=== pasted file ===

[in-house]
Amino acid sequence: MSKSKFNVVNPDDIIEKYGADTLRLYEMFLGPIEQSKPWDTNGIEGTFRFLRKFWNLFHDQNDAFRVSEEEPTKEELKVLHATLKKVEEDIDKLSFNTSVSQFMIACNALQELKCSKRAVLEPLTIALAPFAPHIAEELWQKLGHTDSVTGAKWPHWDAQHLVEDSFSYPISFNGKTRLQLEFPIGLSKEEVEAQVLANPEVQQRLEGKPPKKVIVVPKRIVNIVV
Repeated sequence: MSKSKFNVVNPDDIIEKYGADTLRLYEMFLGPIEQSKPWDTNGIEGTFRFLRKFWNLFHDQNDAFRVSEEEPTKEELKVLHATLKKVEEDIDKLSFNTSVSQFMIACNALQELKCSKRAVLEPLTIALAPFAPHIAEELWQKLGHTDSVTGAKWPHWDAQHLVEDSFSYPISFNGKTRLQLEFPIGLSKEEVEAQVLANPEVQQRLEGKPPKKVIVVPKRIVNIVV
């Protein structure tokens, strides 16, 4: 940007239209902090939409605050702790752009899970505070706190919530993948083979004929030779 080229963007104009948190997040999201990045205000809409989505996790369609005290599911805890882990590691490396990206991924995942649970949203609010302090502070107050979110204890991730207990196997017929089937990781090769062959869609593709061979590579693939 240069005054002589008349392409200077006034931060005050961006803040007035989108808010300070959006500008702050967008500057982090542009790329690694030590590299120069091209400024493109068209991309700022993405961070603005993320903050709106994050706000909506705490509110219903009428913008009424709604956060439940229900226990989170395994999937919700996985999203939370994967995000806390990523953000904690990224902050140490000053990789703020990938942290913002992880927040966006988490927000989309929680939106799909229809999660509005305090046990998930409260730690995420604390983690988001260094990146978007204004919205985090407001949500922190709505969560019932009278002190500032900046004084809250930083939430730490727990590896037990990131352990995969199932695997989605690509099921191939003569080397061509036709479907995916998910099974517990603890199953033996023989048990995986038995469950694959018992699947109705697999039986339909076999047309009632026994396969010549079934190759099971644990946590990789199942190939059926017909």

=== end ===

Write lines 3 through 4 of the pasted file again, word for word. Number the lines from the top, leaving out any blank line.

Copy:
Repeated sequence: MSKSKFNVVNPDDIIEKYGADTLRLYEMFLGPIEQSKPWDTNGIEGTFRFLRKFWNLFHDQNDAFRVSEEEPTKEELKVLHATLKKVEEDIDKLSFNTSVSQFMIACNALQELKCSKRAVLEPLTIALAPFAPHIAEELWQKLGHTDSVTGAKWPHWDAQHLVEDSFSYPISFNGKTRLQLEFPIGLSKEEVEAQVLANPEVQQRLEGKPPKKVIVVPKRIVNIVV
């Protein structure tokens, strides 16, 4: 940007239209902090939409605050702790752009899970505070706190919530993948083979004929030779 080229963007104009948190997040999201990045205000809409989505996790369609005290599911805890882990590691490396990206991924995942649970949203609010302090502070107050979110204890991730207990196997017929089937990781090769062959869609593709061979590579693939 240069005054002589008349392409200077006034931060005050961006803040007035989108808010300070959006500008702050967008500057982090542009790329690694030590590299120069091209400024493109068209991309700022993405961070603005993320903050709106994050706000909506705490509110219903009428913008009424709604956060439940229900226990989170395994999937919700996985999203939370994967995000806390990523953000904690990224902050140490000053990789703020990938942290913002992880927040966006988490927000989309929680939106799909229809999660509005305090046990998930409260730690995420604390983690988001260094990146978007204004919205985090407001949500922190709505969560019932009278002190500032900046004084809250930083939430730490727990590896037990990131352990995969199932695997989605690509099921191939003569080397061509036709479907995916998910099974517990603890199953033996023989048990995986038995469950694959018992699947109705697999039986339909076999047309009632026994396969010549079934190759099971644990946590990789199942190939059926017909």